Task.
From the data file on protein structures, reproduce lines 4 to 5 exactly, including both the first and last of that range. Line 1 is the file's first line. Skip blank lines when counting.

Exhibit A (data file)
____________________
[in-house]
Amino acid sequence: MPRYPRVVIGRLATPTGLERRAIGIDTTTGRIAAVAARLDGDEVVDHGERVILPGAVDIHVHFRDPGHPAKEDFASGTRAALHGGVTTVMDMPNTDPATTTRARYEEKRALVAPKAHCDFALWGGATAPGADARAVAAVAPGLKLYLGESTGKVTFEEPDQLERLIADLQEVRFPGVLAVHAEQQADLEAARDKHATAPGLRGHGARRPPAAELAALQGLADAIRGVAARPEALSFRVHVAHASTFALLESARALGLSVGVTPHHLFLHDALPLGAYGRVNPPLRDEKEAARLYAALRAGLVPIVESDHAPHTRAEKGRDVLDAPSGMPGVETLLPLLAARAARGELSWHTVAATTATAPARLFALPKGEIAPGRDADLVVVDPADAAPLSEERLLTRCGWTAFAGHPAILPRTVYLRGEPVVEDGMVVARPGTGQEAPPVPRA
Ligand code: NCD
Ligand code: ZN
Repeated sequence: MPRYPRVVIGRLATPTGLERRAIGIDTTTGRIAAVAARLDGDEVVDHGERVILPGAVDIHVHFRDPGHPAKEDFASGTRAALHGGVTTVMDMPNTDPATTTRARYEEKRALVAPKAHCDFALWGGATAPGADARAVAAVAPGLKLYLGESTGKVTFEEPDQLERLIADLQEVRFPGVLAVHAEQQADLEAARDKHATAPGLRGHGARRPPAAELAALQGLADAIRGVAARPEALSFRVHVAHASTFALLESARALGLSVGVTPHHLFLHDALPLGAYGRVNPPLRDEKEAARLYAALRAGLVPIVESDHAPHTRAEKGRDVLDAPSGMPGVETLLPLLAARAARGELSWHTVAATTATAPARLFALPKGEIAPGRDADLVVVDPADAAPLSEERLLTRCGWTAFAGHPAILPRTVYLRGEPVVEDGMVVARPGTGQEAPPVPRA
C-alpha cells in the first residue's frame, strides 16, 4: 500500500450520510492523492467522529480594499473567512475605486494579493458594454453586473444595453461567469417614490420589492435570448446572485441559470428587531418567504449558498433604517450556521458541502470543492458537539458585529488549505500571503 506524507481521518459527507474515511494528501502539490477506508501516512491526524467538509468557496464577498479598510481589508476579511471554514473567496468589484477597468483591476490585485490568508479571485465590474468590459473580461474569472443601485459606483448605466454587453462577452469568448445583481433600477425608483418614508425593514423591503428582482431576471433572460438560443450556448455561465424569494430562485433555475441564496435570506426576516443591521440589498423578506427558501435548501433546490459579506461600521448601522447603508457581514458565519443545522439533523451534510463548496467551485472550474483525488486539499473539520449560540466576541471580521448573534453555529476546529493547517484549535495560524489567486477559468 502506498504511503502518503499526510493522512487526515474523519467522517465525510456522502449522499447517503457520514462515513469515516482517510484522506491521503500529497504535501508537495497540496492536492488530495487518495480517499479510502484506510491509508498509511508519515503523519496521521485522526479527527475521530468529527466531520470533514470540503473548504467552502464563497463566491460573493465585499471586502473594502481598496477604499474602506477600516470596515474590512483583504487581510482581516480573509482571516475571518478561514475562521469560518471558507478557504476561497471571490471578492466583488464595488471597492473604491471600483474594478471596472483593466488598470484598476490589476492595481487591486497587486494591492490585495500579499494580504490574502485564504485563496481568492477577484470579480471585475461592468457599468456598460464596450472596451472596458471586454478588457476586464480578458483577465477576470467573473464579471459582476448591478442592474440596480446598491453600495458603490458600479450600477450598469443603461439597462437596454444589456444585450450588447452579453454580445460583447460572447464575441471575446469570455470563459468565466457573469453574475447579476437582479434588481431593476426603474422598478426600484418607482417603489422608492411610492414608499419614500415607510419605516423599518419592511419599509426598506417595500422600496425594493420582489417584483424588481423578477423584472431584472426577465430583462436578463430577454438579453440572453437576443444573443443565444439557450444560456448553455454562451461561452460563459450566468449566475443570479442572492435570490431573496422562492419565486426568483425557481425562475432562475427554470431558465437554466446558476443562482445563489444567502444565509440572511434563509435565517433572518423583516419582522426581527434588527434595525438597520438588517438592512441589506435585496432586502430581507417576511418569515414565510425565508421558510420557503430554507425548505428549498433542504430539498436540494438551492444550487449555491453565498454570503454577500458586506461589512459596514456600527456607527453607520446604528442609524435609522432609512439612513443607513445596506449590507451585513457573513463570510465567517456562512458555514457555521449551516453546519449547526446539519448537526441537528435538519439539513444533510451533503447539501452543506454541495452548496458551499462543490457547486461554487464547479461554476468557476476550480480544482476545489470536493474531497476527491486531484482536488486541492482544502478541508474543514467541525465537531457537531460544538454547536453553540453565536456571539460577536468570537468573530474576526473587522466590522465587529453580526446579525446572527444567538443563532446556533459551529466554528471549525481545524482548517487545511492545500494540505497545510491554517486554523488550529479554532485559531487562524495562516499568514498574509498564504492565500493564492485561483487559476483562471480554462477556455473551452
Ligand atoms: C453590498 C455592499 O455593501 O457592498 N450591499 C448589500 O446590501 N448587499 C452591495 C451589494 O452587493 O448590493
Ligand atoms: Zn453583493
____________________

Ligand code: ZN
Repeated sequence: MPRYPRVVIGRLATPTGLERRAIGIDTTTGRIAAVAARLDGDEVVDHGERVILPGAVDIHVHFRDPGHPAKEDFASGTRAALHGGVTTVMDMPNTDPATTTRARYEEKRALVAPKAHCDFALWGGATAPGADARAVAAVAPGLKLYLGESTGKVTFEEPDQLERLIADLQEVRFPGVLAVHAEQQADLEAARDKHATAPGLRGHGARRPPAAELAALQGLADAIRGVAARPEALSFRVHVAHASTFALLESARALGLSVGVTPHHLFLHDALPLGAYGRVNPPLRDEKEAARLYAALRAGLVPIVESDHAPHTRAEKGRDVLDAPSGMPGVETLLPLLAARAARGELSWHTVAATTATAPARLFALPKGEIAPGRDADLVVVDPADAAPLSEERLLTRCGWTAFAGHPAILPRTVYLRGEPVVEDGMVVARPGTGQEAPPVPRA